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The Lives of Others Details

FULL SYNOPSIS

A man who has devoted his life to ferreting out "dangerous" characters is thrown into a quandary when he investigates a man who poses no threat in this drama, the first feature from German filmmaker [[Performer~P472901~Florian Henckel von Donnersmarck~florianhenckelvondonnersmarck]]. It's 1984, and Capt. Gerd Wiesler ([[Performer~P226227~Ulrich Mühe~ulrichmühe]]) is an agent of the Stasi, the East German Secret Police. Weisler carefully and dispassionately investigates people who might be deemed some sort of threat to the state. Shortly after Weisler's former classmate, Lt. Col. Grubitz ([[Performer~P129423~Ulrich Tukur~ulrichtukur]]), invites him to a theatrical piece by celebrated East German playwright Georg Dreyman ([[Performer~P220062~Sebastian Koch~sebastiankoch]]), Minister Bruno Hempf ([[Performer~P264437~Thomas Thieme~thomasthieme]]) informs Weisler that he suspects Dreyman of political dissidence, and wonders if this renowned patriot is all that he seems to be. As it turns out, Hempf has something of an ulterior motive for trying to pin something on Dreyman: a deep-seated infatuation with Christa-Maria Sieland ([[Performer~P196046~Martina Gedeck~martinagedeck]]), Dreyman's girlfriend. Nevertheless, Grubitz, who is anxious to further his career, appoints Weisler to spy on the gentleman with his help. Weisler plants listening devices in Dreyman's apartment and begins shadowing the writer. As Weisler monitors Dreyman's daily life, however (from a secret surveillance station in the gentleman's attic), he discovers the writer is one of the few East Germans who genuinely believes in his leaders. This changes over time, however, as Dreyman discovers that Christa-Maria is being blackmailed into a sexual relationship with Hempf, and one of Dreyman's friends, stage director Albert Jerska ([[Performer~P142931~Volkmar Kleinert~volkmarkleinert]]), is driven to suicide after himself being blackballed by the government. Dreyman's loyalty thus shifts away from the East German government, and he anonymously posts an anti-establishment piece in a major newspaper which rouses the fury of government officials. Meanwhile, Weisler becomes deeply emotionally drawn into the lives of Dreyman and Sieland, and becomes something of an anti-establishment figure himself, embracing freedom of thought and expression. A major box-office success in Germany, Das Leben der Anderen (aka The Lives of Others) received its North American premiere at the 2006 Toronto Film Festival. ~ Mark Deming, Rovi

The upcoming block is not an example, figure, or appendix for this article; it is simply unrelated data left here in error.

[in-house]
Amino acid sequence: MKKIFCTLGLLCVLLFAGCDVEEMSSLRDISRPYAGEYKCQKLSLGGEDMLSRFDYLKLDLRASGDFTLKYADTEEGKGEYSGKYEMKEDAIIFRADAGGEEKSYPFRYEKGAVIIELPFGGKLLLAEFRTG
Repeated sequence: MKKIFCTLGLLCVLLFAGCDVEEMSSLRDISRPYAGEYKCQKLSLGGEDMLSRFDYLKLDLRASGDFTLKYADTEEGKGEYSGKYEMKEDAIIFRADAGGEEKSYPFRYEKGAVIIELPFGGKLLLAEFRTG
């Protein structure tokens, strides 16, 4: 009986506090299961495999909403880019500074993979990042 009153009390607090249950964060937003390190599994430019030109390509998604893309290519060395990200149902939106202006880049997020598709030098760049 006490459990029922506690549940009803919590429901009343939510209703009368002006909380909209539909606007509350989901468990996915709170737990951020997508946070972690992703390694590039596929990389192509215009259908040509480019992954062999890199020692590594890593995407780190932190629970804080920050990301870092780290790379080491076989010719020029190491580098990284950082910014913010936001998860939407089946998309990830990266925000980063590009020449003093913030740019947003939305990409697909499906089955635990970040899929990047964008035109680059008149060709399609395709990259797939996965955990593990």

• Release date:February 9, 2007

Awards

Awarded by
Nominee
Category
Year
Status
British Academy of Film and Television Arts Max Wiedemann Best Foreign Language Film 2007 Nominee
British Academy of Film and Television Arts Max Wiedemann Best Picture 2007 Nominee
British Academy of Film and Television Arts Quirin Berg Best Foreign Language Film 2007 Nominee
British Academy of Film and Television Arts Quirin Berg Best Picture 2007 Nominee
Satellite Awards Gabriel Yared Best Original Score 2006 Nominee
British Academy of Film and Television Arts Ulrich Mühe Best Actor 2007 Nominee
Academy of Motion Picture Arts and Sciences Florian Henckel von Donnersmarck Best Foreign Film 2006 Winner
British Academy of Film and Television Arts Florian Henckel von Donnersmarck Best Original Screenplay 2007 Nominee
British Academy of Film and Television Arts Florian Henckel von Donnersmarck Best Director 2007 Nominee
British Academy of Film and Television Arts Florian Henckel von Donnersmarck Best Foreign Language Film 2007 Nominee

Cast

Martina Gedeck
as Christa-Maria Sieland
Ulrich Mühe
as Captain Gerd Wiesler
Sebastian Koch
as Georg Dreyman
Ulrich Tukur
as Lieutenant Colonel Anton Grubitz
Thomas Thieme
as Minister Bruno Hempf
Hans-Uwe Bauer
as Paul Hauser
Herbert Knaup
as Gregor Hessenstein
Volkmar Kleinert
as Albert Jerska
Matthias Brenner
as Karl Wallner
Charly Hubner
as Udo
Bastian Trost
as Prisoner 227
Marie Gruber
as Mrs. Meineke
Volker Zack Michalowski
as Handwriting Expert
Werner Daehn
as Officer in Uniform
Martin Brambach
as Officer Meyer
Thomas Arnold
as Nowack
Hinnerk Schönemann
as Sub-lieutenant Axel Stigler
Paul Fassnacht
as Uncle Frank Hauser
Ludwig Blochberger
as Benedikt Lehmann
Gabi Fleming
as Ute
Gitta Schweighöfer
as Anja in 1984
Hildegard Schroedter
as Elena in 1984

Crew

Florian Henckel von Donnersmarck
Director
Max Wiedemann
Producer
Quirin Berg
Producer
Florian Henckel von Donnersmarck
Screenwriter
Hagen Bogdanski
Cinematographer
Gabriel Yared
Composer (Music Score)
Claudia Gladziejewski
Editor
Hubert von Spreti
Editor
Andreas Schreitmüller
Editor
Monika Lobkowicz
Editor
Patricia Rommel
Editor
Silke Buhr
Art Director
Dirk Hamm
Co-producer
Florian Henckel von Donnersmarck
Co-producer
Gabriele Binder
Costume Designer
Christine Rothe
Set Decorator
Arno Wilms
Sound/Sound Designer
Claudia Beewen
First Assistant Director
Tom Sternitzke
Production Manager
Adam Klemens
Conductor
Katharina Hofmann
Second Assistant Director
Hubertus Rath
Re-Recording Mixer
Sabine Schumann
Makeup
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